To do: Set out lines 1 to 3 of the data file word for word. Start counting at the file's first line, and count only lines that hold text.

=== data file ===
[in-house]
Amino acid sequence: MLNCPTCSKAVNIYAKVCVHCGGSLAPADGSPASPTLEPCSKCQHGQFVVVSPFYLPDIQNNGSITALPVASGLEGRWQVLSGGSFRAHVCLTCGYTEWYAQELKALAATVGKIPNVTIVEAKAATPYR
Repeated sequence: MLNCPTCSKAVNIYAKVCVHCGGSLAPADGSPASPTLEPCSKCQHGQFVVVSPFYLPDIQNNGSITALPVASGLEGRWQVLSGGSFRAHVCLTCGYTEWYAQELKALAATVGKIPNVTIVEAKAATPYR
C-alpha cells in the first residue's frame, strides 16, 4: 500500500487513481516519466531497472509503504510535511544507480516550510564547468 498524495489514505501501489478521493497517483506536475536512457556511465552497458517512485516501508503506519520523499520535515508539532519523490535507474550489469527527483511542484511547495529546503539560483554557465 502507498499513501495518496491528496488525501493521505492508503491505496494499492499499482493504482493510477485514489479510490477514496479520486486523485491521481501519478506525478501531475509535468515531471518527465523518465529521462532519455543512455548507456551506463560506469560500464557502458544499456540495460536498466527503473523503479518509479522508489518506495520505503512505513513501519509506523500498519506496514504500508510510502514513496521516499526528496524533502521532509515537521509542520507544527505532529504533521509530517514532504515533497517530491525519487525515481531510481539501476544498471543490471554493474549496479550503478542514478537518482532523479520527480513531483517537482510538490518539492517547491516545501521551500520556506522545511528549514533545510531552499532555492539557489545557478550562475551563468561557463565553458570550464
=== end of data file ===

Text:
[in-house]
Amino acid sequence: MLNCPTCSKAVNIYAKVCVHCGGSLAPADGSPASPTLEPCSKCQHGQFVVVSPFYLPDIQNNGSITALPVASGLEGRWQVLSGGSFRAHVCLTCGYTEWYAQELKALAATVGKIPNVTIVEAKAATPYR
Repeated sequence: MLNCPTCSKAVNIYAKVCVHCGGSLAPADGSPASPTLEPCSKCQHGQFVVVSPFYLPDIQNNGSITALPVASGLEGRWQVLSGGSFRAHVCLTCGYTEWYAQELKALAATVGKIPNVTIVEAKAATPYR